With their families in tow, all of my children were home for Christmas 2016.
There were eleven of us in total sharing yelling matches, giggling, littlest ones racing around the tables to get away from a chaser, or taunt someone into chasing them and putting away more food over the course of six days than one may seem imaginable. My children not only bring their children home but their appetites as well. And happy about that, I am!
With the making and devouring of roasts, vegetables, desserts, and beverages, comes lots of dishes. I don’t have a mechanical dishwasher. I have never wanted one. Scrubbing away at those tiny microcosms is satisfying. Of course, there is a tipping point when I feel the need to accept help and that’s okay, too. I never know what conversation may come my way. Sometimes the conversation is about how hard it is to clean; questioning mom’s sanity, because she likes washing dishes; news events; or memories. Sometimes the best times are marked only by the sound of water running and the clicking of cupboard doors as glasses, dishes, and silverware are rightly restored to their resting places.
It was in the silence of washing dishes alone one afternoon this past week, I remembered my mother’s words. “Dirty dishes are a sign you are blessed”. When you’re a teenager, you think of other signs you’d rather have, but age has a way of seeing clarity in wisdom handed down from generation to generation. Clearly, our family is blessed. The soon-to-be-washed dishes are seemingly endless and littered with all sorts of evidence. In the mix of dirty dish blessings are the ones that are unspoken. Nearly three years ago I was struck with a sudden, life-altering health crisis which left me with few options of food I could eat. It hasn’t stopped me from cooking, sharing, and writing about food. There is in the sharing a strength I get which is hard to describe. I think it comes from the fact that sharing food is a selfless act. When you take away the ability to eat, the blessing enlarges to one that is more closely centered on the moment of sharing, rather than the food itself.
I know there are many who wonder at the twists and turns my mind takes to draw out a conclusion, but these thoughts of feeling blessed that there is sufficiency for all under my roof, made me think of who else besides me feels blessed, even when they are surrounded by the food they can’t eat. I thought of cancer patients, because I know they often experience this. I later decided to google “cancer food”. There were numerous links to how I should eat to beat the odds of getting cancer. Spices, plants, and herbs were popular. Meat, not so much. There was eventually a listing for some specific diets to follow should I have cancer. I haven’t had cancer, but I have taken care of those who have. I have generally found they loosely follow a specific diet, peppering it with food that overall appeals to them. Perhaps, a bit of intuition comes into play. Or perhaps, they are obstinate. It may be as simple as choosing to add ginger, or as complicated as choosing to eat at all. I know the feeling of wanting so much to eat something that I know will cause me pain, but after benefit analysis, I decide the pain is worth having that craving satisfied and feel normal. Later, I will wash my dish and still think that moment of a tasty morsel was totally worth the agony. I understand that while I may not be cured, I am alive, and in that thought lies the hope of continued opportunities for breathing.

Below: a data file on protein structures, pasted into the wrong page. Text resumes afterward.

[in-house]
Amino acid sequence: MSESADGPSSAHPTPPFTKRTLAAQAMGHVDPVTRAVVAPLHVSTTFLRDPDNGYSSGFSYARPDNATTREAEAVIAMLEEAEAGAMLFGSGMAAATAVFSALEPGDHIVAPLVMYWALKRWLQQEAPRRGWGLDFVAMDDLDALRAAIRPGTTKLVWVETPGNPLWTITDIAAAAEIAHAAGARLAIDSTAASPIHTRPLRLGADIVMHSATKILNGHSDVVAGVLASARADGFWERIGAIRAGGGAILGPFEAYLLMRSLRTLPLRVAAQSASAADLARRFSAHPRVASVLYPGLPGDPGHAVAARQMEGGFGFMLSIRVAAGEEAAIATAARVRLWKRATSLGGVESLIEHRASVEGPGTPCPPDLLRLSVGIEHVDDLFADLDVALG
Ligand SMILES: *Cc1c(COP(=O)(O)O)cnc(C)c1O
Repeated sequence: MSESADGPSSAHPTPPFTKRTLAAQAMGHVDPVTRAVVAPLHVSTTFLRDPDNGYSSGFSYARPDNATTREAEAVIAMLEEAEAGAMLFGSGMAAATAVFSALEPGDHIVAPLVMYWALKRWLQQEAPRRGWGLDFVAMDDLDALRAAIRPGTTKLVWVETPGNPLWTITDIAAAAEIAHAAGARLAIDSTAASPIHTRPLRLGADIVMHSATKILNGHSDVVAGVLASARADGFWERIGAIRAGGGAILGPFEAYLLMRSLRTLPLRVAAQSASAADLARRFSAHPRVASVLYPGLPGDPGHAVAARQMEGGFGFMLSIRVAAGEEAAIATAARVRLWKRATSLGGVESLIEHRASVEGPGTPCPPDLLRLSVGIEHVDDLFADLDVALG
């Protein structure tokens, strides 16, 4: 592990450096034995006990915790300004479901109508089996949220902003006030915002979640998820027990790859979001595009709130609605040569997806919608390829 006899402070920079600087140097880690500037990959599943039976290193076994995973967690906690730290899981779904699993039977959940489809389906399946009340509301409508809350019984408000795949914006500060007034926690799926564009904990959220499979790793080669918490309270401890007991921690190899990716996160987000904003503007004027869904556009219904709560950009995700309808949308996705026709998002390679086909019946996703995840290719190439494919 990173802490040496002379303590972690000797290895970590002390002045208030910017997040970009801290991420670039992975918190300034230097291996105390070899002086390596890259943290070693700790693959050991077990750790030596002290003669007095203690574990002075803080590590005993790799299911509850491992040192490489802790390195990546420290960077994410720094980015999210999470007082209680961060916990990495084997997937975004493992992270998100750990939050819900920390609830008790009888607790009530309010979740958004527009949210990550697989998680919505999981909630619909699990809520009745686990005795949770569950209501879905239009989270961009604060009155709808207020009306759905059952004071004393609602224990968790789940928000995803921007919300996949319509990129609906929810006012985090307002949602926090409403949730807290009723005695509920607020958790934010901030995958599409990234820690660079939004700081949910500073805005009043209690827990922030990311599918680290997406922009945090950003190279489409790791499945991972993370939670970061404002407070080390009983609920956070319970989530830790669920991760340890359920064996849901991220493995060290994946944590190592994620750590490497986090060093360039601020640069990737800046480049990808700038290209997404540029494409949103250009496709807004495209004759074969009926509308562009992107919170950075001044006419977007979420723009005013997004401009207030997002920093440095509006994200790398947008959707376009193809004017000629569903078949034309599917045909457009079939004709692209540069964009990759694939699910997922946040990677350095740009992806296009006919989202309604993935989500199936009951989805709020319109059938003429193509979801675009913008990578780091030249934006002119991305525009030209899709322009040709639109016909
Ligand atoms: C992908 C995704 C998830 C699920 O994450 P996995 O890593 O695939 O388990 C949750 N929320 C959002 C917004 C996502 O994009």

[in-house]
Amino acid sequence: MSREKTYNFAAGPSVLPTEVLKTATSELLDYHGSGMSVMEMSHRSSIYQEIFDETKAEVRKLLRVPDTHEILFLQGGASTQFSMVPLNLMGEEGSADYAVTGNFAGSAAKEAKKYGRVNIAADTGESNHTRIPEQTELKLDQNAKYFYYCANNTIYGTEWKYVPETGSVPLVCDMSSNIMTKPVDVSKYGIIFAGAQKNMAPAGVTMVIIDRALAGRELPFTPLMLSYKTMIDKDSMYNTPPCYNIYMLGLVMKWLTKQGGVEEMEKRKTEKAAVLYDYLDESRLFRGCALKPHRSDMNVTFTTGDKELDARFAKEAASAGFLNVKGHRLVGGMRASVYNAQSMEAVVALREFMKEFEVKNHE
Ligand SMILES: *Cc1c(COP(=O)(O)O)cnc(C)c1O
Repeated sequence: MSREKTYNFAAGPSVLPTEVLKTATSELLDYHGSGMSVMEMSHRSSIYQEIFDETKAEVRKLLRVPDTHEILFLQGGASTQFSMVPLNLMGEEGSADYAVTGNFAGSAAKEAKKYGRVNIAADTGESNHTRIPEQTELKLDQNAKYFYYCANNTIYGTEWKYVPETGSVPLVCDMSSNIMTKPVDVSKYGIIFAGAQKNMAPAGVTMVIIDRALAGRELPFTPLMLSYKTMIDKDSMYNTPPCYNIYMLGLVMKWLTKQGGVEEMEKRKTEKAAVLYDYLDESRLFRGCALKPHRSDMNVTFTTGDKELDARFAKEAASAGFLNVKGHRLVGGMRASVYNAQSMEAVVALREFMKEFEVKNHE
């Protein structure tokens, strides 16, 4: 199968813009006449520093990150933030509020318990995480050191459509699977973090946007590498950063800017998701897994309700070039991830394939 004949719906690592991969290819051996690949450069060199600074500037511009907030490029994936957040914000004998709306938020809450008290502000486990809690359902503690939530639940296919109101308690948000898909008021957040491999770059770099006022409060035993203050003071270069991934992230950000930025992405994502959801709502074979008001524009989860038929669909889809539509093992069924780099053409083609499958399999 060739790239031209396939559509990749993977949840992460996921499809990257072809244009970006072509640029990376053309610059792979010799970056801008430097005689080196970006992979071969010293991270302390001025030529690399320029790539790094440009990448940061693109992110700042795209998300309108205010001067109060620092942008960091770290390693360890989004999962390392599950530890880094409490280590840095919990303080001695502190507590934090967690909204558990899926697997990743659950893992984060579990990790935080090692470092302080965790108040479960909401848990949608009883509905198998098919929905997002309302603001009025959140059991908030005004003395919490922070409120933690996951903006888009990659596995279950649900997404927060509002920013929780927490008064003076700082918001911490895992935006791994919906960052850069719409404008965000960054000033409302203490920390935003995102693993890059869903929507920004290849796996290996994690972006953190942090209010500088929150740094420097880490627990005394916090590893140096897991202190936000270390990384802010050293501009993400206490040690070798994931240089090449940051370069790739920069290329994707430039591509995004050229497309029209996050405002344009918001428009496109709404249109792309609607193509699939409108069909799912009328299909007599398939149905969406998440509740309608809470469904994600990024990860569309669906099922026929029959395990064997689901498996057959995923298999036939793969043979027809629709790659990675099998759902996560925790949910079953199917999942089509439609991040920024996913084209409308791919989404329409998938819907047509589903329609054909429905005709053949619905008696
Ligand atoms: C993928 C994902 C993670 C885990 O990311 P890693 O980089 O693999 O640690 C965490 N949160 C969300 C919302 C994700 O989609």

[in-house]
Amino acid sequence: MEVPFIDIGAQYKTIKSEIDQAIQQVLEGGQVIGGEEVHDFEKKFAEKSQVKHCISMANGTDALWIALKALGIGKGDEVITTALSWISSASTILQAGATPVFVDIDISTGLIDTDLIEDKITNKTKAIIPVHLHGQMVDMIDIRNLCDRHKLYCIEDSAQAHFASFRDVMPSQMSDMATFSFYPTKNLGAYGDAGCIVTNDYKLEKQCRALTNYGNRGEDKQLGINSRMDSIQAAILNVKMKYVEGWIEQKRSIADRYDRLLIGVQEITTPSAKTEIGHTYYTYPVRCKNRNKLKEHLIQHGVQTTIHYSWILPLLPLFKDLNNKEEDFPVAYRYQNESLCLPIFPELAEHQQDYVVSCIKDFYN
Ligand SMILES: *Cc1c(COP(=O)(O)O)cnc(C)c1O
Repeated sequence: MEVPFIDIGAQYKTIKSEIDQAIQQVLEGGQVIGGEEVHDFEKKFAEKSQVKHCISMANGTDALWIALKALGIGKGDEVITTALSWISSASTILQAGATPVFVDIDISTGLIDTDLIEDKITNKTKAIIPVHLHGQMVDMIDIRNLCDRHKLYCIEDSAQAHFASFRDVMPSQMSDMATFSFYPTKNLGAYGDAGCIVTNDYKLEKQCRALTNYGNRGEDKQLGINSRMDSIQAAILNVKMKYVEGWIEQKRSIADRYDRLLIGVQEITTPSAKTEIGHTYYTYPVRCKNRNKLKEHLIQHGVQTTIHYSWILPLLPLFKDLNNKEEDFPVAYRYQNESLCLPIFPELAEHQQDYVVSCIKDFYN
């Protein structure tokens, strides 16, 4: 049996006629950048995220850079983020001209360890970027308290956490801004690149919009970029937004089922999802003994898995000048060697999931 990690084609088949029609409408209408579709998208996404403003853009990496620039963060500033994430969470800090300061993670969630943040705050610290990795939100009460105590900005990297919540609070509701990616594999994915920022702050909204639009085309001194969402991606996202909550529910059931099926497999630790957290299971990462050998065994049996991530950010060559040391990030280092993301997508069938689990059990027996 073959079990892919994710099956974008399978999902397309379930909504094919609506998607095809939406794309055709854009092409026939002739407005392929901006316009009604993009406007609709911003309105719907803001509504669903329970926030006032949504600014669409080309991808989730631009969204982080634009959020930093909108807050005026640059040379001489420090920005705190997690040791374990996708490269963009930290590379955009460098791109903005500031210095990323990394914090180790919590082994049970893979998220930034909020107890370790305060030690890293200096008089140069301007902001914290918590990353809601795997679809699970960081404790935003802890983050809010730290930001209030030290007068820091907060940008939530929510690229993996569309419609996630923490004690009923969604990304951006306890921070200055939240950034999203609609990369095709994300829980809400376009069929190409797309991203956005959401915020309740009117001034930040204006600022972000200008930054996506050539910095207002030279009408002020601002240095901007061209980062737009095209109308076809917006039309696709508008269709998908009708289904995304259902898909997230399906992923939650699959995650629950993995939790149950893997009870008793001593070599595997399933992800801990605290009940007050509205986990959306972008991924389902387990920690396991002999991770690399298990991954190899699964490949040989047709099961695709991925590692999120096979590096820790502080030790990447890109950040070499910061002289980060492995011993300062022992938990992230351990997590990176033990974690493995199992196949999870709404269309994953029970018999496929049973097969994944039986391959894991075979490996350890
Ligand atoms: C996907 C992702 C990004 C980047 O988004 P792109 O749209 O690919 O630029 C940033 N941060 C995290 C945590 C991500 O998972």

People who haven’t faced platters of food they can’t eat, won’t fully relate to this post. I know this because while my family and friends have been enormously supportive of my predicament, I have felt the empathy and sympathy, and seen the vacant looks when noting I still continue to work with food and partake in food-centered festivities. This is for those like me who cannot eat as they wish, but embrace this challenge. We are unafraid of being afraid and have an enormous ability to take risks. We understand small successes, even if they aren’t our own. We are the ones for whom “Dirty dishes are a sign you are blessed” takes on new meaning.
The idea of cooking, serving, and cleaning up after, of food that you yourself cannot eat, is perhaps a huge part of ‘taking loving action’ ~ it is love in action! And yes, I prefer hand-washing dishes when I can, for there is a certain zen in playing with soap bubbles 🙂
~ Namaste, Kumud.
I completely missed this comment, until today. My apologies! Thank you. Yes, “taking love action”. There is an emotional bond with sharing food that those who are most connected with nature understand all the more as we are all nature. Playing with soap bubbles! I love it!
Btw, I don’t tend to endorse products (although, I un-endorse them all the time!) I use Shaklee Basic-H https://www.shaklee.com I’ve used it for 35 years. Very versatile and economical. Plus environmentally friendly.